Partha Kar

There’s a new disease doing the rounds among doctors – learned helplessness

I must talk about Pete Deveson, a GP in Epsom. The fella did make me sit up and listen at the BMJ Big Debate recently.

Pete talked about ‘learned helplessness’. Delivered with panache and fun, but with a striking message underneath, he talked about how many doctors had forgotten the art of speaking up when needed.

Many a time I have been warned about the ‘bigger picture’; our leaders can’t say things openly because the bigger picture is more important. But what does that actually mean? A bigger picture for the person or a bigger picture for healthcare?

Keith Willett recently spoke at a King’s Fund conference. He’s the Director for Acute Episodes of Care at NHS England. I followed on Twitter as he spoke about the challenges, spoke about workforce, spoke about working differently…and I waited for this clever intelligent leader to mention the recruitment crisis and low morale among juniors. But nothing came along.

What does that mean? Is the emergency care crisis solvable without improving morale or tackling the recruitment issue? Or is there a bigger issue at hand I am not aware of?

Sir Bruce Keogh recently spoke at an Agents of Change event – he spoke about leadership, challenges, issues to tackle…and I waited for one line about junior doctors, or indeed mortality issues with weekend admissions. I waited to no avail.

I hold Sir Bruce in high esteem, and I suppose it sucks even more when one of your heroes lets you down.

So what’s the message for budding leaders? Keep quiet on the contentious issues? Silence can be a tacit admission of support. Or is this all a form of learned helplessness?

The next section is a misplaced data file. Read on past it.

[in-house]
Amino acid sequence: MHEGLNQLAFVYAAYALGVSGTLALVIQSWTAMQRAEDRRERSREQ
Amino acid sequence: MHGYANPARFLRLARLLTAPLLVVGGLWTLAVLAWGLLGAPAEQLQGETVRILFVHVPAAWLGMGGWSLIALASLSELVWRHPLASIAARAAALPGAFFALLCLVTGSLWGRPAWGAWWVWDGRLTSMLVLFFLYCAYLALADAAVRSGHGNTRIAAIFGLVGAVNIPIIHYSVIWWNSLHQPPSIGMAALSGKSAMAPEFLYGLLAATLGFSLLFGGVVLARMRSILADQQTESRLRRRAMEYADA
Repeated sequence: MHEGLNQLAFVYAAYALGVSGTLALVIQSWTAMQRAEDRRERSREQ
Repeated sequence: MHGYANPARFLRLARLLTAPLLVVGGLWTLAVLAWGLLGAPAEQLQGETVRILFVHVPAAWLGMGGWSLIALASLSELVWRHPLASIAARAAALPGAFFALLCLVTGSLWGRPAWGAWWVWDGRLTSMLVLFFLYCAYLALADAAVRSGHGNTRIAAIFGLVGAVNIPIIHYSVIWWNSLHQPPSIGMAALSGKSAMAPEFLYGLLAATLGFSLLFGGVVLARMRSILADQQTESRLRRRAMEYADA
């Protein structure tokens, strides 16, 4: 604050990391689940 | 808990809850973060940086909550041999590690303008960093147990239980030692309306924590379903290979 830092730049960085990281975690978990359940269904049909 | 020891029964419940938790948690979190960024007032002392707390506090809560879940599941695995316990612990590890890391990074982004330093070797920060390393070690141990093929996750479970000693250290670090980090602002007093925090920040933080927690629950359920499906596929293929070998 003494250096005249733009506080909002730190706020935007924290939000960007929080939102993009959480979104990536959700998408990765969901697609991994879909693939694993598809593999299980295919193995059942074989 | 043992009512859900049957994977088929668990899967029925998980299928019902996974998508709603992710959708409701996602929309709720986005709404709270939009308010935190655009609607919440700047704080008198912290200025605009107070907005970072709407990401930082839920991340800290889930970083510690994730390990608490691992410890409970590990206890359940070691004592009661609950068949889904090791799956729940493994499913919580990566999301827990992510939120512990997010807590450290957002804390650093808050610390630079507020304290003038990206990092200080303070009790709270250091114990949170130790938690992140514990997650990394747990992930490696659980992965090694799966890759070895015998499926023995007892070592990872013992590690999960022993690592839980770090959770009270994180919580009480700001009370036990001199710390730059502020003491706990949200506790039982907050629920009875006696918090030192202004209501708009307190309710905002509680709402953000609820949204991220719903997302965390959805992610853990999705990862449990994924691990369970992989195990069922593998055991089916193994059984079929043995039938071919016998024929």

Recently I wrote a blog loosely in favour of the CQC and on balance I feel it still has a role. Then it goes and commits the most spectacular own goal ever, hiking up the price of its registration fees in an environment where money is in short supply.

The CQC says it isn’t their fault, that the DH that they are passing on the costs of regulation. What stops an ‘independent body’ from publicly pushing back- learned helplessness or some nebulous big picture which escapes the perception of ordinary mortals?

I could raise a national campaign tomorrow showing gaps in diabetes services. It could be bigger than the ‘safe staffing’ debate, but what would it achieve if you haven’t tackled the basic question? The big picture.

We all live in our silos. And until we collectively ask what needs to be funded and what needs to stop, all the ‘small stuff’ is futile. It’s a circular debate in an echo chamber at best!

Ask yourself this: you want safe ward staffing – do you fancy stopping screening for diabetes to do that? You want access to insulin pumps – do you fancy stopping the funding of shinier CCUs?

That, ladies and gentlemen, in a nutshell, is what the bigger picture is about for the health of people. Beyond that, the bigger picture is one that concerns individuals and their ambitions.

In Sanskrit there is a saying “Maunam Sammati Lakshanam”. It means that silence is half-consent. Have a think on the Big Picture tonight, won’t you?

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